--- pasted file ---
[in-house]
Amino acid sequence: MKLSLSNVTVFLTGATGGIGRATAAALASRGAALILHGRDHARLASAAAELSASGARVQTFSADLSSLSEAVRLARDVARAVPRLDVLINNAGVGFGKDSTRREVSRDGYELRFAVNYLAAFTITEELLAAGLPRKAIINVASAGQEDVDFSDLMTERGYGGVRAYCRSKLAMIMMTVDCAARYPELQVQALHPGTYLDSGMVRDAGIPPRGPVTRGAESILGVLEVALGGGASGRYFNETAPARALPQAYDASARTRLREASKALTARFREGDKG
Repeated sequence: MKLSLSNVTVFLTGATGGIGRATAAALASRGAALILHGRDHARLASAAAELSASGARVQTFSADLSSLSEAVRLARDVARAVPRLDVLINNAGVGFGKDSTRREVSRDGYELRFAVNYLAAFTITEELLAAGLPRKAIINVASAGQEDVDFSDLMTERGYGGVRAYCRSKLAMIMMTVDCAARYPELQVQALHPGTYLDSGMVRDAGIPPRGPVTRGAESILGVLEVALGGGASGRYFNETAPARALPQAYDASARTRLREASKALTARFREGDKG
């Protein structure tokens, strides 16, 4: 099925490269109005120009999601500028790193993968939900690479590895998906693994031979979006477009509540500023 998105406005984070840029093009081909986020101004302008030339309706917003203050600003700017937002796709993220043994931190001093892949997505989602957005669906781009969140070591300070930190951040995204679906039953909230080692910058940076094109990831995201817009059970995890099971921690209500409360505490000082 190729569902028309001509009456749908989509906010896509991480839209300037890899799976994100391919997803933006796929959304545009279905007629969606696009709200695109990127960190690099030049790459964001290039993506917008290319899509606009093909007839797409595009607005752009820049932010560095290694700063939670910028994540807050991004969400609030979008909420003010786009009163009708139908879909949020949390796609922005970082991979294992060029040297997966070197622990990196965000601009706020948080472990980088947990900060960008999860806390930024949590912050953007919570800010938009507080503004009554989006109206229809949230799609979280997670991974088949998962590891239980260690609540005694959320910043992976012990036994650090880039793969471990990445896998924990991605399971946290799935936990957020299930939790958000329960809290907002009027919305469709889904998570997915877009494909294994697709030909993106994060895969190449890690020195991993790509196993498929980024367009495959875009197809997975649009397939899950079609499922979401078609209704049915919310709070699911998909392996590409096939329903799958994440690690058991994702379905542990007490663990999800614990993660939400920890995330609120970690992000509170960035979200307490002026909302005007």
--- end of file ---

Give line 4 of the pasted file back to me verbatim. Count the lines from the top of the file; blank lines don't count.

């Protein structure tokens, strides 16, 4: 099925490269109005120009999601500028790193993968939900690479590895998906693994031979979006477009509540500023 998105406005984070840029093009081909986020101004302008030339309706917003203050600003700017937002796709993220043994931190001093892949997505989602957005669906781009969140070591300070930190951040995204679906039953909230080692910058940076094109990831995201817009059970995890099971921690209500409360505490000082 190729569902028309001509009456749908989509906010896509991480839209300037890899799976994100391919997803933006796929959304545009279905007629969606696009709200695109990127960190690099030049790459964001290039993506917008290319899509606009093909007839797409595009607005752009820049932010560095290694700063939670910028994540807050991004969400609030979008909420003010786009009163009708139908879909949020949390796609922005970082991979294992060029040297997966070197622990990196965000601009706020948080472990980088947990900060960008999860806390930024949590912050953007919570800010938009507080503004009554989006109206229809949230799609979280997670991974088949998962590891239980260690609540005694959320910043992976012990036994650090880039793969471990990445896998924990991605399971946290799935936990957020299930939790958000329960809290907002009027919305469709889904998570997915877009494909294994697709030909993106994060895969190449890690020195991993790509196993498929980024367009495959875009197809997975649009397939899950079609499922979401078609209704049915919310709070699911998909392996590409096939329903799958994440690690058991994702379905542990007490663990999800614990993660939400920890995330609120970690992000509170960035979200307490002026909302005007």